A third motivation is the general approach to knowledge in the Haredi community. Haredi learning tends to be fundamentalist: as much as possible every assumption should be based in text. Analytical conclusions grow from logical deduction from the text. Intuitive leaps are frowned on. Wherever possible even analysis is avoided in favor of reliance on trusted authorities.

A fourth motivation is a longing for permanence. Haredi culture is dominated by this longing, even to the point of revising history so that current halachic inventions are projected back in time, even as far back as the time of the mishnah and talmud.

All of this makes halacha based on cultural awareness highly problematic. Culture is constantly changing. To understand culture requires observation, familiarity, intuition, and ultimately subjective judgements. There is rarely one right conclusion about a culture.

Getting back to bare knees

To liberal eyes, much if not all of modesty is determined by culture. Given current cultural standards both in Israel and the US, worrying about uncovered knees and calves seems like foolishness. It even seems un-Jewish. To haredi eyes, using anything from the surrounding culture to determine something so intimate as how we cover our bodies smacks of surrendering the soul to a foreign entity.

Often in Israeli discussions of religion there is a presumption that liberal or non-haredi viewpoints are simply more assimilated, less thought out versions of Haredi viewpoints. This is expressed in survey after survey and op-ed after op-ed that categorizes Israeli responses to social questions by a continuum that extends from Haredi to Orthodex to traditional to secular.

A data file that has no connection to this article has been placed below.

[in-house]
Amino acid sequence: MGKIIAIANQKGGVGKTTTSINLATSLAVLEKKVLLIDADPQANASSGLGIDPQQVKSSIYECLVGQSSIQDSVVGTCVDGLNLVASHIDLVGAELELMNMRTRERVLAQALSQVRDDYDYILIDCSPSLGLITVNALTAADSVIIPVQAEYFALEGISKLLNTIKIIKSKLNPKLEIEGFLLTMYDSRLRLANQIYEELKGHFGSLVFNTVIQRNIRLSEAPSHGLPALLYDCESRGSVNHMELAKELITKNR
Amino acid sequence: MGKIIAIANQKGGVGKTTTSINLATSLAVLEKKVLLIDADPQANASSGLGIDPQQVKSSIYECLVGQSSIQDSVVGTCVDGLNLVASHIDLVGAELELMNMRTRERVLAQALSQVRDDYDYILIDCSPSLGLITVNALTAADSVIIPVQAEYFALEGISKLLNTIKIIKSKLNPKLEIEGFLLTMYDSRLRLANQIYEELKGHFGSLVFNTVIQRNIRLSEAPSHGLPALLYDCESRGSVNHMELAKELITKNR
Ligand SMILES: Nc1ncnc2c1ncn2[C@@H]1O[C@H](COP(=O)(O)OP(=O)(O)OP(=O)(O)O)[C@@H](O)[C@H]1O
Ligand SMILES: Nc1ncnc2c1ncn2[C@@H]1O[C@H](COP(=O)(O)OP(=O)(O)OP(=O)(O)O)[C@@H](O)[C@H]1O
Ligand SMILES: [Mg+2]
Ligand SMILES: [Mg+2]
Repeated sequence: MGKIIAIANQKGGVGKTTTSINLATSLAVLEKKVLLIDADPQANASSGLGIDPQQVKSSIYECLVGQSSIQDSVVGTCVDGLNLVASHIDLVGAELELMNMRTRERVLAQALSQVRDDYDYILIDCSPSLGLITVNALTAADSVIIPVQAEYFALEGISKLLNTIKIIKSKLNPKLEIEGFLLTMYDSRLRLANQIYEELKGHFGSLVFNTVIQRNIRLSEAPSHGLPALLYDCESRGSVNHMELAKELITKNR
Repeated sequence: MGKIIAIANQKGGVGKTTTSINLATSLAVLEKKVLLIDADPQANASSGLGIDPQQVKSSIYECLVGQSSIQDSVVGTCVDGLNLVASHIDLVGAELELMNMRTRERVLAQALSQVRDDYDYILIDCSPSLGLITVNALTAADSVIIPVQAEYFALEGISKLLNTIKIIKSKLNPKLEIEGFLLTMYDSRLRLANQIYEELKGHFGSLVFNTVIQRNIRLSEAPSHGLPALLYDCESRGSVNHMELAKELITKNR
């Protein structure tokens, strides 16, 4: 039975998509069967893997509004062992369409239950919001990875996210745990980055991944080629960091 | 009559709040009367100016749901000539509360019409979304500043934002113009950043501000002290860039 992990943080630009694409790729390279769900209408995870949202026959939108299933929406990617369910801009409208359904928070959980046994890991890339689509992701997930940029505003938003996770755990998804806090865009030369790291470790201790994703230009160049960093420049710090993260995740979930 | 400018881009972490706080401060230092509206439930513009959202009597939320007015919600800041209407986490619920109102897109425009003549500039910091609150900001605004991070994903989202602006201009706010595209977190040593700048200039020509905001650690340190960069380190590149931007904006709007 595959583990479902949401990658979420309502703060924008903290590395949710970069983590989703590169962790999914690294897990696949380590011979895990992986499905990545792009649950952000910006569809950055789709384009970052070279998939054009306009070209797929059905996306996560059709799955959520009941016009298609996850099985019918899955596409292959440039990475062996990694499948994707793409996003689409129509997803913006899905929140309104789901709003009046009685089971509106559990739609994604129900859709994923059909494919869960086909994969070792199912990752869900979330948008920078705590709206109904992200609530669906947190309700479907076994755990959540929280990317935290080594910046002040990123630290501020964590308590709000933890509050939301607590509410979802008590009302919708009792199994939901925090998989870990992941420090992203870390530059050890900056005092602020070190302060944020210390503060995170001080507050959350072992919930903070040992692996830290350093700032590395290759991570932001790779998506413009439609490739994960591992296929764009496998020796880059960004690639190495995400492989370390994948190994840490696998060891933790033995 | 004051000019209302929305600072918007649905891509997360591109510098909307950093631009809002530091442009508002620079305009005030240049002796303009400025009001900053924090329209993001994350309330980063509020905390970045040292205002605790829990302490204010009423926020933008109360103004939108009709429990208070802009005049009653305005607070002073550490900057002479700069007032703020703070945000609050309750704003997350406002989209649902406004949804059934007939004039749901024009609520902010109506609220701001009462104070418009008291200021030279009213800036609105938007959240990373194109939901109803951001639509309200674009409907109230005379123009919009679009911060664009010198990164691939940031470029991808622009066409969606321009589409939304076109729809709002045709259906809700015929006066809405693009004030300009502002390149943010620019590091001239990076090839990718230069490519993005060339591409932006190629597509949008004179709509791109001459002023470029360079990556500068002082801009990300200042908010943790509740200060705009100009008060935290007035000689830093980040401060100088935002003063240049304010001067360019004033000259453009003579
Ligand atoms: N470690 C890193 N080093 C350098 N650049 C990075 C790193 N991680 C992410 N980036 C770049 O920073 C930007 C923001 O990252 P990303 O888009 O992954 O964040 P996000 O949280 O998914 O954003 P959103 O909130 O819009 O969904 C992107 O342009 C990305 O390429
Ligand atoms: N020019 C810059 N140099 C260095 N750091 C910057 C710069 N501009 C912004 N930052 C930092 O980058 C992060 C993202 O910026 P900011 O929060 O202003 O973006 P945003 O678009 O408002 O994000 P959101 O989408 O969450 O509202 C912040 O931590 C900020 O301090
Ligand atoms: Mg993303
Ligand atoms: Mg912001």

As can be seen from the discussion above, both sides of the modesty debate have their own religious rationale related in Jewish history and text. The differences between them cannot be captured by viewing Jewish involvement as a single continuum. Rather the various expressions of Judaism in the modern world are more like a plane with two axis: one axis reflects the role of objectivist approaches to Judaism and one axis reflects the role of cultural engagement in Jewish halachah and practice.

For there to be mutual understanding and respect between Haredim and non-Haredim, there also needs to be acceptance that Jewish commitment is not a single continuum from Haredi to secular. Much of our judgementalness of each other comes from each group trying to force the other into a polar relationship with themselves.

Haredim are not merely being “extreme”. To be sure some are following their rabbis like sheep, but that could be said of many liberal Jews as well. The more knowledgable Haredim are making conscious reasoned choices based on their underlying philosophical assumptions. Similarly knowledgable Liberal Jews cannot be cast off as indifferent or assimilated. Many, especially the more educated, are making passionate committed Jewish choices based on their philosophical assumptions.

Original post:

Hat tip for the doctored Discover Card video: Dov Bear

Categories: Building a Better Judaism, Extremism | Tags: , , | Leave a comment